Emily Wendler joined KOSU in February 2015, following graduate school at the University of Montana.
While studying Environmental Science and Natural Resource Journalism with an emphasis on agriculture, a professor introduced her to radio and she fell in love.
The Cincinnati native has since reported for KBGA, University of Montana’s college radio station, and Montana’s PBS Newsbrief. She was a finalist in a national in-depth radio reporting competition for an investigatory piece she produced on campus rape. She also produced in-depth reports on wind energy and local food for Montana Public Radio.
StateImpact reporters preview the key health, education, energy and environment issues they'll be tracking in 2018.
Twenty-seventeen is wrapping up, but the growing group of reporters at StateImpact are following many important government policy issues that will carry on into the new year.
Senior Reporter and Managing Editor Joe Wertz brought the StateImpact team into the studio for a preview of their coverage in the year to come. Here are some excerpts from the conversation edited for clarity:
Robert Romines is the Superintendent of Moore Public Schools. He says many administrators are very involved with classroom instruction on a day-to-day basis.
Education leaders in Oklahoma say Gov. Mary Fallin’s executive order on school consolidation oversimplified a very complicated issue.
The November 21 order directs school districts that don’t spend at least 60 percent of their budget on instruction to consolidate administrative staff with other districts. A strict interpretation of this rule would force most Oklahoma school districts to cut an administrator, or a support staff person, and then find a way to split that cost with a neighboring district.
Calumet Public Schools Superintendent Keith Weldon stands in an old garage that he now uses for an agriculture program. Weldon worries if lawmakers take some of his local funding, he would have to scale back the popular program.
The wind blows strong and steady in Calumet, a small town about 40 miles west of Oklahoma City.
It’s the wind that’s prompted companies to build turbines here. A natural gas company also built a plant nearby.
In northeastern Oklahoma, Google built a large data center in Pryor. And the city of Cushing is flanked by fields of large steel tanks that hold millions of barrels of oil.
These industries bring in abundant property tax revenue for nearby schools — enough that 37 districts don’t receive any funding from the state.
Fourth graders at Chattanooga Elementary School play during recess.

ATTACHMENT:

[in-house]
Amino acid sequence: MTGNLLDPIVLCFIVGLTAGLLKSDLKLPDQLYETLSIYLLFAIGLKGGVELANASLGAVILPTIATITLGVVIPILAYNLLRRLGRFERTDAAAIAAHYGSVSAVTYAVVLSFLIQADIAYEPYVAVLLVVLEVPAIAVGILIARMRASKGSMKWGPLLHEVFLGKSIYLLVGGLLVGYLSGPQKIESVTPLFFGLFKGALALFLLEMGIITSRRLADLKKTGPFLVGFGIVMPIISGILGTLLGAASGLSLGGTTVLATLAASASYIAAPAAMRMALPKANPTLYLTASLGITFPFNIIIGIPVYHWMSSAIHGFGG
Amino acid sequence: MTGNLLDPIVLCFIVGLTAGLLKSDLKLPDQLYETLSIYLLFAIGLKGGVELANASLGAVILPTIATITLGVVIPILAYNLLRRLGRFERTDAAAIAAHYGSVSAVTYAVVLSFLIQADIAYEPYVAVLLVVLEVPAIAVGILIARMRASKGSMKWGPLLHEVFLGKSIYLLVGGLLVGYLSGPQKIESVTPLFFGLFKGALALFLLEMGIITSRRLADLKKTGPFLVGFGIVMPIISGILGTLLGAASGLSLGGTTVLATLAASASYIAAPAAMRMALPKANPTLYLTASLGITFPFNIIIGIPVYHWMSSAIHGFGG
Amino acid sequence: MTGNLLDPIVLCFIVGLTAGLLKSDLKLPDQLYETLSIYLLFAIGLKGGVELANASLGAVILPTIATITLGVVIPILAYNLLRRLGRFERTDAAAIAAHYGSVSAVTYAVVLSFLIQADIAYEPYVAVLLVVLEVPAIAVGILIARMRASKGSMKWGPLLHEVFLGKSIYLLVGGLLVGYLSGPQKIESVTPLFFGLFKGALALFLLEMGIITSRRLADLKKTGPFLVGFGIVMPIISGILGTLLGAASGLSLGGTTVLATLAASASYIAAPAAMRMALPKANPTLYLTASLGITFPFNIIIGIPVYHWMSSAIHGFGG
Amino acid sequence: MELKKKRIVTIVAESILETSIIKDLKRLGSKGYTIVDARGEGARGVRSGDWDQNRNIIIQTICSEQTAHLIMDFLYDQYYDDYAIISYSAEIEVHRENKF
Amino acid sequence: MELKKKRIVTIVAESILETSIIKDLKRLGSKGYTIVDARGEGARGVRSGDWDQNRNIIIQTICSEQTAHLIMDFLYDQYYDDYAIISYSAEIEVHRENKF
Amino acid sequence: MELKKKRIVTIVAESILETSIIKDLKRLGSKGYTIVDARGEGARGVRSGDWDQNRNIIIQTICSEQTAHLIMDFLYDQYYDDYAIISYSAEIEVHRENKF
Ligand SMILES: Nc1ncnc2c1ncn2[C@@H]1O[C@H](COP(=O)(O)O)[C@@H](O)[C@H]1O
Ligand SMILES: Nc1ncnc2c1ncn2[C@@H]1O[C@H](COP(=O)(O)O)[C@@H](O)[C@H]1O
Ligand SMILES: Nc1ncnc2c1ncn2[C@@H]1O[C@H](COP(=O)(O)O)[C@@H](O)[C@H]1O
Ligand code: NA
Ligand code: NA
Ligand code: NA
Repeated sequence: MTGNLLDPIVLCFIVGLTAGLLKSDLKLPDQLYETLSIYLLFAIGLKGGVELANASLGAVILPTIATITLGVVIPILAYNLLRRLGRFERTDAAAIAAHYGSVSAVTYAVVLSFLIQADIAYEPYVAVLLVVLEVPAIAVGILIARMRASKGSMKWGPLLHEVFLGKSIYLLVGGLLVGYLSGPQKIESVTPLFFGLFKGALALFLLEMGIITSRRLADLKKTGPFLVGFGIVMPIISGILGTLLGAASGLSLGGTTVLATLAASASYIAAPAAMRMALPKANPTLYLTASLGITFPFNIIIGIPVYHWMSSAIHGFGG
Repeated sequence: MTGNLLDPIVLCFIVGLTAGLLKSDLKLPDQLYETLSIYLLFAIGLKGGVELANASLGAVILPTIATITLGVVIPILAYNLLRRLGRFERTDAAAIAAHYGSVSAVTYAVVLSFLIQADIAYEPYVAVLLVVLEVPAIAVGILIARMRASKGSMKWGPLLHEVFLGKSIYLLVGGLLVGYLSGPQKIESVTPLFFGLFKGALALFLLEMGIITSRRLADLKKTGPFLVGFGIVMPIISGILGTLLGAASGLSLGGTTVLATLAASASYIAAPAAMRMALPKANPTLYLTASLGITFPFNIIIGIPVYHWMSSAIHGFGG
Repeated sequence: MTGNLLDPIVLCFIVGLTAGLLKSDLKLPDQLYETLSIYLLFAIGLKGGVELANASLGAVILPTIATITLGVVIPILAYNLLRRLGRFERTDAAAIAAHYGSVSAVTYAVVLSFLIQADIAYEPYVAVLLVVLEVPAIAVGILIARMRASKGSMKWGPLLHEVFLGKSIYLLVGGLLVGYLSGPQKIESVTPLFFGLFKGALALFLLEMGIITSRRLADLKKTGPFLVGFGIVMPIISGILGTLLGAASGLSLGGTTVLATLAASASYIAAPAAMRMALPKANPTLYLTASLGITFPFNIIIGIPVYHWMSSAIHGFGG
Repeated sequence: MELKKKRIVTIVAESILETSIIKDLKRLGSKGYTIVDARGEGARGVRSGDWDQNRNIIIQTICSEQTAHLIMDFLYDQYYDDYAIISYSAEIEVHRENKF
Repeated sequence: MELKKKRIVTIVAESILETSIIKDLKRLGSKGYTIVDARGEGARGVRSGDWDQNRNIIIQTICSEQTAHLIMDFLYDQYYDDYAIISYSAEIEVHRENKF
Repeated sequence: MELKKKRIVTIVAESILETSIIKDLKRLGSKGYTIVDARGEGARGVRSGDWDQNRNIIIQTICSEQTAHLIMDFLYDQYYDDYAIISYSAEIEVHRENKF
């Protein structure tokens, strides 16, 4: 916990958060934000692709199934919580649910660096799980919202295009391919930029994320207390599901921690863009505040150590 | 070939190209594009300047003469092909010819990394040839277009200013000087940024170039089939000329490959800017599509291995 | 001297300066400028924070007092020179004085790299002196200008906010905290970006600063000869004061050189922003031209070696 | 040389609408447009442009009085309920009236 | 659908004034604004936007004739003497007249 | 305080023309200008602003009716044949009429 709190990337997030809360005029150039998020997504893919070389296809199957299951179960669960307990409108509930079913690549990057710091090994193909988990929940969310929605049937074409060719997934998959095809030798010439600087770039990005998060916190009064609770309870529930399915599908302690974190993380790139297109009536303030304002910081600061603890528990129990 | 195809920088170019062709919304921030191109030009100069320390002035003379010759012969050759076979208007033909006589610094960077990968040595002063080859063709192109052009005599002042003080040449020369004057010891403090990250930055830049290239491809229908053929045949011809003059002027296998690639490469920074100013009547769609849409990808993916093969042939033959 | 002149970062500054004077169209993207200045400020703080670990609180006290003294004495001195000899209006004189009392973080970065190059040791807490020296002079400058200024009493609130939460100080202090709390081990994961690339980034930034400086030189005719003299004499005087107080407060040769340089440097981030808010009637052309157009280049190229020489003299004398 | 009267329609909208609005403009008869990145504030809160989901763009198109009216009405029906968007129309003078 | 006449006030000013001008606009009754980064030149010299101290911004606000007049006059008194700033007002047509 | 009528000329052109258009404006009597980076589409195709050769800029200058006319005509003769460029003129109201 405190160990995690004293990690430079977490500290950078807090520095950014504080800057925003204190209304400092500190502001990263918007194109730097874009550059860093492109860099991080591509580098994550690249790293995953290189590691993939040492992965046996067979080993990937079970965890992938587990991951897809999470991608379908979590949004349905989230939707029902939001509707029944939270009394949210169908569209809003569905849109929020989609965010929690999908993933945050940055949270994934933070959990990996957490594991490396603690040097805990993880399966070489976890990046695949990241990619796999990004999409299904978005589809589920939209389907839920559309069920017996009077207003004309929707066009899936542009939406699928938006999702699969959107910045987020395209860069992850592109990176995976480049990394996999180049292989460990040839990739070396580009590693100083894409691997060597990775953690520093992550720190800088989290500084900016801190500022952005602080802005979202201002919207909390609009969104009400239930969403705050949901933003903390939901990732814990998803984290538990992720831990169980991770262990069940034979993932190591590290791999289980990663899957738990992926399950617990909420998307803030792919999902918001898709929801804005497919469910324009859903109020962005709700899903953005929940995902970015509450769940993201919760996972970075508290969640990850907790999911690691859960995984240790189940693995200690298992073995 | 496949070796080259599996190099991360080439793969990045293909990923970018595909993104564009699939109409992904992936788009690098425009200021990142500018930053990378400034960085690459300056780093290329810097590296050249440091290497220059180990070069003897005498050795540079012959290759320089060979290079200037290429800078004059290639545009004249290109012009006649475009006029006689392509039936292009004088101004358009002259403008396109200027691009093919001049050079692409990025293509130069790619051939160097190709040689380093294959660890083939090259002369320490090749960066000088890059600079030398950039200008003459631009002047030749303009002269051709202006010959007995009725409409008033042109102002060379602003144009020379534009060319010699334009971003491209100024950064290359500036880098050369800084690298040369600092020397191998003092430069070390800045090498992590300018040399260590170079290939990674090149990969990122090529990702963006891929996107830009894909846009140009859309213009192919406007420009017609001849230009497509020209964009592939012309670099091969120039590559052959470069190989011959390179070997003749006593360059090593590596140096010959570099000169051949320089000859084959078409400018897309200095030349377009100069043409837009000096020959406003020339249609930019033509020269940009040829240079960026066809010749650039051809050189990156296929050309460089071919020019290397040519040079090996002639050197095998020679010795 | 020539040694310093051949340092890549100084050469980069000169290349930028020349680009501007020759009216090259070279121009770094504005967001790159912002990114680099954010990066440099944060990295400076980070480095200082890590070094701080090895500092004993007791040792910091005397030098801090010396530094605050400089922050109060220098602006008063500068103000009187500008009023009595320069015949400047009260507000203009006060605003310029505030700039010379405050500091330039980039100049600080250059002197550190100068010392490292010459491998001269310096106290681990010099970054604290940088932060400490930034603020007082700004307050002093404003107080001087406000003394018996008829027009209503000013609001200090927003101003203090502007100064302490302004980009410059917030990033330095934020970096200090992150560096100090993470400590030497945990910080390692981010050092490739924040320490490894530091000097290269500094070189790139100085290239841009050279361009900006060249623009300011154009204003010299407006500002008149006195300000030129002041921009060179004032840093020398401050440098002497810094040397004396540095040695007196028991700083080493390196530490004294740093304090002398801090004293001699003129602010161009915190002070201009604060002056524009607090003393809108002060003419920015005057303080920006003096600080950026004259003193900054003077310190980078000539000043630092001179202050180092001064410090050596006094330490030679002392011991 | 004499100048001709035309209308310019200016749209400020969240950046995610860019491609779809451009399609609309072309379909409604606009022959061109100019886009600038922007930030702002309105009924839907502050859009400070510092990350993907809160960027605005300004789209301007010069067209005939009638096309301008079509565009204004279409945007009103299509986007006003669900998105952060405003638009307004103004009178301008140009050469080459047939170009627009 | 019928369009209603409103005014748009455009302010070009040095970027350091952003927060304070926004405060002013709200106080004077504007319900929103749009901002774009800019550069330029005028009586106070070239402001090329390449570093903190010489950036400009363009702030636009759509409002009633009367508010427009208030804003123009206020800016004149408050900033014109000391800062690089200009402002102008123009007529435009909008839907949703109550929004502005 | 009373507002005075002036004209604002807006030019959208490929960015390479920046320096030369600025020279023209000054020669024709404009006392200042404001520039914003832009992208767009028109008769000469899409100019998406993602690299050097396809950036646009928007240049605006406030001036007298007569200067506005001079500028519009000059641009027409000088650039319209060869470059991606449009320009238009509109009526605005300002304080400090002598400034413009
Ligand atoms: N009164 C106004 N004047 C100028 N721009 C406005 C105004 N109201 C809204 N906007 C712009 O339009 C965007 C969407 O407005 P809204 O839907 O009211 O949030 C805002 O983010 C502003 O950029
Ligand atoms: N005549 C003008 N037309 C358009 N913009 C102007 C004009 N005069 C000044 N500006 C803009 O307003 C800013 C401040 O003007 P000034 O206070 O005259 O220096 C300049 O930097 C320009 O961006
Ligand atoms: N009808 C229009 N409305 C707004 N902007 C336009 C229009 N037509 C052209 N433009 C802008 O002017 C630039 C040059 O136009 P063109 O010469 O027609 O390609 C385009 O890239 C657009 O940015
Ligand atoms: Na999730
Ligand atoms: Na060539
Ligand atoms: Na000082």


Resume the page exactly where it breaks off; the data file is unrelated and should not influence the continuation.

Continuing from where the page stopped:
On the playground at Chattanooga Elementary School some kids are pretending to be pirates, a few boys are climbing on a baseball dugout, and another group is belting out the words to various pop songs as they wriggle across the monkey bars.
This is the students’ third 15-minute recess of the day, and they’ll get one more before the end of the school day in the tiny southwestern Oklahoma town of about 450.
Added up: That’s an hour of recess a day — double what these kids got two years ago, and double what most kids in America get.
Soon-to-be-released statewide test scores are expected to be much lower than they were in the past, but top education officials say the drop is due to a more difficult grading system, not poor-performing students.
State Superintendent of Public Instruction Joy Hofmeister says the state has a new way of measuring student proficiency.
“This has been a time of recalibrating,” she said in an interview after a press conference held with reporters to explain the declining scores.
Students at Luther High School watch Martin Luther King Jr.'s "I Have a Dream Speech" before a class discussion.
Polls suggest this is one of the the most politically divided moments in American history. There are now tip sheets on how to survive Thanksgiving without disowning your family, and the comment sections of online news articles are full of vitriol.
Schools are not immune to the tension, but not everyone thinks that’s a bad thing.
State Superintendent of Public Instruction Joy Hofmeister
Many people say the former massive federal education law, No Child Left Behind, was a failure. When President George W. Bush signed it in 2002, he set a huge goal for the country: Every child would meet the proficiency standard on state tests by 2014.
Oklahoma City Public School's Superintendent Aurora Lora and Board of Education member, Mark Mann, announce plans to sue the legislature over education funding.
The Oklahoma City Public Schools Board of Education is considering legal action against the legislature for underfunding education.
Board member Mark Mann said the Oklahoma Legislature puts mandates on schools without giving them enough money to fulfill the obligations, which he says creates unfunded liabilities for Oklahoma City Public Schools and other districts across the state. Continue Reading →
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